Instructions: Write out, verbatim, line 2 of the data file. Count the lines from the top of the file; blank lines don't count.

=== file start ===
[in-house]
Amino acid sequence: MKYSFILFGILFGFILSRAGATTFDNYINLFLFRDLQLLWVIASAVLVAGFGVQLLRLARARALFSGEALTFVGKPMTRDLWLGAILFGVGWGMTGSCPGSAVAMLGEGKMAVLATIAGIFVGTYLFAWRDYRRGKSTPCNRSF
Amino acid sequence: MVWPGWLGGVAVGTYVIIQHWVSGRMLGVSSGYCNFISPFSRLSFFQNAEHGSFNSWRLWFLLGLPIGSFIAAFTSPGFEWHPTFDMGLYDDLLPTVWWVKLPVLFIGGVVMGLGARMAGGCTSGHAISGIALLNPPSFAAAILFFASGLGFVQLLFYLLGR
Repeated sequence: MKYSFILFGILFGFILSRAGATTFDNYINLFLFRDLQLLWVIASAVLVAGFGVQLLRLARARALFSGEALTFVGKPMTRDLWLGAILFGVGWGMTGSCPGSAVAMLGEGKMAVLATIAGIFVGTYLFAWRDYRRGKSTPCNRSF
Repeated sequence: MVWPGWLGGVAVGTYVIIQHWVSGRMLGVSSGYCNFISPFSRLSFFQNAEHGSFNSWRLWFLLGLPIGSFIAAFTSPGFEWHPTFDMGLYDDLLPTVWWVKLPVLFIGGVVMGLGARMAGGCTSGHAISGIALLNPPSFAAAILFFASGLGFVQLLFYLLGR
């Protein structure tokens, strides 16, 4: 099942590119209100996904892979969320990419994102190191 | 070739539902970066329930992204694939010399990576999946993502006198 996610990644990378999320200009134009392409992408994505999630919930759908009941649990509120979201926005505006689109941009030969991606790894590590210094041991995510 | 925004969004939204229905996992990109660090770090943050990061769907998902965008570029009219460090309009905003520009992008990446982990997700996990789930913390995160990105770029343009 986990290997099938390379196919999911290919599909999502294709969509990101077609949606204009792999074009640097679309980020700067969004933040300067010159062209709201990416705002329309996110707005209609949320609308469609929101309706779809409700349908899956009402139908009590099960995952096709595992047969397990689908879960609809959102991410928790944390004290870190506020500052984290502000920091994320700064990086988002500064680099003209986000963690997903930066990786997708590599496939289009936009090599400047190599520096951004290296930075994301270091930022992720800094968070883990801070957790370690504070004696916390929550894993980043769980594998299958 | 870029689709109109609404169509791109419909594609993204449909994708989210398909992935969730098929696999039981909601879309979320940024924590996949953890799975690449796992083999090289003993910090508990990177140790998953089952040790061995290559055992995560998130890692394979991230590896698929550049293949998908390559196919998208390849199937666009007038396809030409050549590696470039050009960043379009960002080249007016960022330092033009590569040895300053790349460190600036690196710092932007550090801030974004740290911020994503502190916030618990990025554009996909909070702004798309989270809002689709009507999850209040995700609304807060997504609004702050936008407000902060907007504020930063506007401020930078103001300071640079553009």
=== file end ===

Amino acid sequence: MKYSFILFGILFGFILSRAGATTFDNYINLFLFRDLQLLWVIASAVLVAGFGVQLLRLARARALFSGEALTFVGKPMTRDLWLGAILFGVGWGMTGSCPGSAVAMLGEGKMAVLATIAGIFVGTYLFAWRDYRRGKSTPCNRSF